"I can't tell you why he's said a lot of discouraging things," Howard said to me. "I wish he wouldn't say it because he's one of the few guys that we all look up to."
As a 23-year-old reaching the NBA Finals against the Los Angeles Lakers, Howard was still an earnest young star searching out the blessing that never came from Shaq.
For all the preaching Shaq had done about paying respect to your elders, Howard never understood why his relentless praise of Shaq was reciprocated with ridicule and scorn. Howard never understood why Shaq didn't see it as flattering that an engaging, dynamic young center had grown up idolizing, even emulating, him.
Now, Howard's a Laker, Shaq's retired to television and his criticisms promise to get only sharper and sharper. And so when word was passed onto Howard that O'Neal had compared him unfavorably to Brooklyn Nets center Brook Lopez, Howard did something long overdue: He stood up for himself and fired back at O'Neal.
"Shaq played the game and he is done," Howard told reporters on Thursday. "It's time to move on. He hated the fact when he played that older guys were talking about him and how he played. Now he's doing the exact same thing. Just let it go. There's no sense for him to be talking trash to me. He did his thing in the league. Sit back and relax.
"Your time is up."
[Adrian Wojnarowski: Players left defenseless against flopping fines]
Kobe Bryant, because Bryant's already a believer in him. Bryant knows that Howard will come to work every day, that he'll keep himself physically fit. Those are things that Bryant could never count upon with O'Neal. Howard doesn't need to stand up to Shaq for Kobe's sake, but his own.Howard doesn't need to respond to Shaq to win over
Howard has come to the Lakers to win championships, the way that Shaq did all those years ago. He's an iconic talent, and Shaq's kidding himself to try to minimize Howard's dominance. The greatest Lakers center before Shaq believed that, too – long before Howard made his way to Los Angeles.
Outside the interview room that day during the June '09 NBA Finals, Kareem Abdul-Jabbar shook his head, and told me of Shaq, "Sometimes I wonder about his maturity. He doesn't need to do that. He's achieved so much. I don't know why he stoops to that."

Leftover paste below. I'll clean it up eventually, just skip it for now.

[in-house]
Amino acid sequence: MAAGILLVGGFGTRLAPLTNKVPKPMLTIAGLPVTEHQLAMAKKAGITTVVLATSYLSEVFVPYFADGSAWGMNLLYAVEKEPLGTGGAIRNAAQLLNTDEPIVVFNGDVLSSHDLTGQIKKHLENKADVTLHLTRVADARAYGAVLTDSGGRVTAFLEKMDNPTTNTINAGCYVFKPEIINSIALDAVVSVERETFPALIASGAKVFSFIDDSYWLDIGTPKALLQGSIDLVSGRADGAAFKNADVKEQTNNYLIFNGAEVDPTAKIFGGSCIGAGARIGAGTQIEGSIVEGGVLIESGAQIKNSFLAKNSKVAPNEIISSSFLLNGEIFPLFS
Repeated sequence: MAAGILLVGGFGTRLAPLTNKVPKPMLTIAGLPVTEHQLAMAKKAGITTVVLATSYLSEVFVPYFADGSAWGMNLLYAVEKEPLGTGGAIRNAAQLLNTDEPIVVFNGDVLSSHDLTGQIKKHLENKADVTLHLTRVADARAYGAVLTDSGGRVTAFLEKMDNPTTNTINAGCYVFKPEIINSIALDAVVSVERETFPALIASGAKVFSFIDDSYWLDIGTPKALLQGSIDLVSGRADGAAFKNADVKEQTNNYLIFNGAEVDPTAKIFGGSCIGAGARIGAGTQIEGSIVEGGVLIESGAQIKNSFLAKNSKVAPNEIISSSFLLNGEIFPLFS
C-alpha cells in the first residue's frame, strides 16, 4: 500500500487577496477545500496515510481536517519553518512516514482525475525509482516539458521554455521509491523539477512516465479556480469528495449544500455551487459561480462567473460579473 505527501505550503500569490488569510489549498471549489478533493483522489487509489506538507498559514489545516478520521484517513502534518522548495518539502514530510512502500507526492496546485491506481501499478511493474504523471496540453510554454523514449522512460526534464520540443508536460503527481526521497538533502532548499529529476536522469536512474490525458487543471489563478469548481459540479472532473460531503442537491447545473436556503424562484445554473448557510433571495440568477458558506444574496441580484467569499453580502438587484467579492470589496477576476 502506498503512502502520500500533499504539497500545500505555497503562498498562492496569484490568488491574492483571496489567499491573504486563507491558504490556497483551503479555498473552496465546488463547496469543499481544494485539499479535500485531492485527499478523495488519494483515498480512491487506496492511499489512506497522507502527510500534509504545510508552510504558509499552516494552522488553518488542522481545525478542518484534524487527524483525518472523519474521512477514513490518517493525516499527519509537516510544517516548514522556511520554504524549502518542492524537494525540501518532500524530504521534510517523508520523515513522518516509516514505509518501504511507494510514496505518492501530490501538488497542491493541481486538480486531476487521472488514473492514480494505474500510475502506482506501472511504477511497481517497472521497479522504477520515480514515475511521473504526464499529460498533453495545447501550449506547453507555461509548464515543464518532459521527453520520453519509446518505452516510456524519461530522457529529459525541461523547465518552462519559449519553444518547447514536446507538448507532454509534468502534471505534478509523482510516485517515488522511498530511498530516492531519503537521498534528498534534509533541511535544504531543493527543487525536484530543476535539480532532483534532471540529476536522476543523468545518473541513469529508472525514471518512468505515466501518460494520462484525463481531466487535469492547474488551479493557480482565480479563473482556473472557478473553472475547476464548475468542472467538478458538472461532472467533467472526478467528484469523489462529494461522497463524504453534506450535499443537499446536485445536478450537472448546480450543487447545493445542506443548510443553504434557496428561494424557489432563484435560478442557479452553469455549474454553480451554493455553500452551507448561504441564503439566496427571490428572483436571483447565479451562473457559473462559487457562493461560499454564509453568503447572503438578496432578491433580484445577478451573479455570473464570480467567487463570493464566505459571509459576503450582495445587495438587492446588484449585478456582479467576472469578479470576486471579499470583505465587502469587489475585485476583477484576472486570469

Shaq is a forever star in the NBA, and gets paid to deliver his opinions on television now. Howard has earned criticism, absorbed it, and yet his talent is too immense for Shaq to believe for a moment that Lakers fans will be longing for him over Howard this season.
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Howard was wise to finally let go of the self-guilt that came with pursuing the parallel path of O'Neal's, a ringless run in Orlando to the Lakers. For so long, Howard paid his respects to Shaq – overpaid them – and all that came back was the bitter insecurities of a 40-something legend who should be so much more secure with his standing in history.
There's a ceremony to retire Shaq's No. 34 with the Lakers in April, and rest assured that O'Neal will return to Staples full of praise for Howard. Between now and then, Howard will be his old self again, and the Lakers will be the franchise that once again owns the middle of the basketball floor. From Mikan to Chamberlain, Abdul-Jabbar to Shaq, the great centers always find their way to the Lakers.
Yes, the Lakers' new center is correct: It's over Shaq. It's Howard's time now. It's inevitable, happens to every great star, and there's no use fighting it anymore. Dwight Howard finally fired back at Shaquille O'Neal on Thursday, and it was long overdue. Shaq will come back at him again, but he has to realize soon that Howard has the ultimate trump card in sport: The cheers, the winning, belong to Howard now. It's his time, his Lakers now.
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